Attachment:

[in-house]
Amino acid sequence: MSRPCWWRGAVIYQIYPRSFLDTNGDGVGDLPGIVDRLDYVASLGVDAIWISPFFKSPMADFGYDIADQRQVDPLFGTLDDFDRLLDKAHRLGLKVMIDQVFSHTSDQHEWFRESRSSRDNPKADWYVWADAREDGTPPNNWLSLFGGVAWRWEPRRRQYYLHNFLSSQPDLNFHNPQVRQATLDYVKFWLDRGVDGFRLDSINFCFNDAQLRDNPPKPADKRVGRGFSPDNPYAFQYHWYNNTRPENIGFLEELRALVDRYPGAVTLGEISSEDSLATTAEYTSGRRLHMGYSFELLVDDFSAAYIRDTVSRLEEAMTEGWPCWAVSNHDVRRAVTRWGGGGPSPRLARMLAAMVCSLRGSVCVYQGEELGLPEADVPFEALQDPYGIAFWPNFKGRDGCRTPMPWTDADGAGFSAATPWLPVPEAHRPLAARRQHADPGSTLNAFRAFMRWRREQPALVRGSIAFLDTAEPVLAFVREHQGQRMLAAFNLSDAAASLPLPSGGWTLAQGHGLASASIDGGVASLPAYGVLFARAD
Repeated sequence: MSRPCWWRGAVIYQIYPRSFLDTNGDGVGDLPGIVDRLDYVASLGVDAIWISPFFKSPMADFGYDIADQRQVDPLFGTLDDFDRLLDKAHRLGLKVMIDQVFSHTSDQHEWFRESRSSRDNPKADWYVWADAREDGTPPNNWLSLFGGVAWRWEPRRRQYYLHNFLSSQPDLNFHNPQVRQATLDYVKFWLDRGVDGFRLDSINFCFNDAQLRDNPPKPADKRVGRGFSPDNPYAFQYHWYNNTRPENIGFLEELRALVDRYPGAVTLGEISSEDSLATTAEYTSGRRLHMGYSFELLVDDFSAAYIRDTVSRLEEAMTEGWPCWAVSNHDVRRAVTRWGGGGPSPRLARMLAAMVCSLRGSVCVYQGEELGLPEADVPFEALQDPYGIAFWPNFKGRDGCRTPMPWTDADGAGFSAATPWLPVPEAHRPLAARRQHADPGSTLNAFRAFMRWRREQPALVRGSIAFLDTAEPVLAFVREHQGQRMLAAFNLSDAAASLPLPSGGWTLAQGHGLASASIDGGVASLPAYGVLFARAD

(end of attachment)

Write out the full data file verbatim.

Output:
[in-house]
Amino acid sequence: MSRPCWWRGAVIYQIYPRSFLDTNGDGVGDLPGIVDRLDYVASLGVDAIWISPFFKSPMADFGYDIADQRQVDPLFGTLDDFDRLLDKAHRLGLKVMIDQVFSHTSDQHEWFRESRSSRDNPKADWYVWADAREDGTPPNNWLSLFGGVAWRWEPRRRQYYLHNFLSSQPDLNFHNPQVRQATLDYVKFWLDRGVDGFRLDSINFCFNDAQLRDNPPKPADKRVGRGFSPDNPYAFQYHWYNNTRPENIGFLEELRALVDRYPGAVTLGEISSEDSLATTAEYTSGRRLHMGYSFELLVDDFSAAYIRDTVSRLEEAMTEGWPCWAVSNHDVRRAVTRWGGGGPSPRLARMLAAMVCSLRGSVCVYQGEELGLPEADVPFEALQDPYGIAFWPNFKGRDGCRTPMPWTDADGAGFSAATPWLPVPEAHRPLAARRQHADPGSTLNAFRAFMRWRREQPALVRGSIAFLDTAEPVLAFVREHQGQRMLAAFNLSDAAASLPLPSGGWTLAQGHGLASASIDGGVASLPAYGVLFARAD
Repeated sequence: MSRPCWWRGAVIYQIYPRSFLDTNGDGVGDLPGIVDRLDYVASLGVDAIWISPFFKSPMADFGYDIADQRQVDPLFGTLDDFDRLLDKAHRLGLKVMIDQVFSHTSDQHEWFRESRSSRDNPKADWYVWADAREDGTPPNNWLSLFGGVAWRWEPRRRQYYLHNFLSSQPDLNFHNPQVRQATLDYVKFWLDRGVDGFRLDSINFCFNDAQLRDNPPKPADKRVGRGFSPDNPYAFQYHWYNNTRPENIGFLEELRALVDRYPGAVTLGEISSEDSLATTAEYTSGRRLHMGYSFELLVDDFSAAYIRDTVSRLEEAMTEGWPCWAVSNHDVRRAVTRWGGGGPSPRLARMLAAMVCSLRGSVCVYQGEELGLPEADVPFEALQDPYGIAFWPNFKGRDGCRTPMPWTDADGAGFSAATPWLPVPEAHRPLAARRQHADPGSTLNAFRAFMRWRREQPALVRGSIAFLDTAEPVLAFVREHQGQRMLAAFNLSDAAASLPLPSGGWTLAQGHGLASASIDGGVASLPAYGVLFARAD